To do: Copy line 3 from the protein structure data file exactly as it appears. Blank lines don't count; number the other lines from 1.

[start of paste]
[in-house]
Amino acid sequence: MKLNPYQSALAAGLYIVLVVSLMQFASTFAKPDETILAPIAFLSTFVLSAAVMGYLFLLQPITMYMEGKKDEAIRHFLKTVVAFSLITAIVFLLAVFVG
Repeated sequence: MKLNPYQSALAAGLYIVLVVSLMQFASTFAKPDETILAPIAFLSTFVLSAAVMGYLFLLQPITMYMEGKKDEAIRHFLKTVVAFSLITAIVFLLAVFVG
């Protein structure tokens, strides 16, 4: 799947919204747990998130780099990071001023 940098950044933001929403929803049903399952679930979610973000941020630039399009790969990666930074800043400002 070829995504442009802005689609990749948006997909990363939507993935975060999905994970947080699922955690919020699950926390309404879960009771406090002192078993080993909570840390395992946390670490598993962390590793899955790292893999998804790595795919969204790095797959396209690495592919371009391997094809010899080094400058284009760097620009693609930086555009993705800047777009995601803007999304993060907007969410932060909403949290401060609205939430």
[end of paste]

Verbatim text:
Repeated sequence: MKLNPYQSALAAGLYIVLVVSLMQFASTFAKPDETILAPIAFLSTFVLSAAVMGYLFLLQPITMYMEGKKDEAIRHFLKTVVAFSLITAIVFLLAVFVG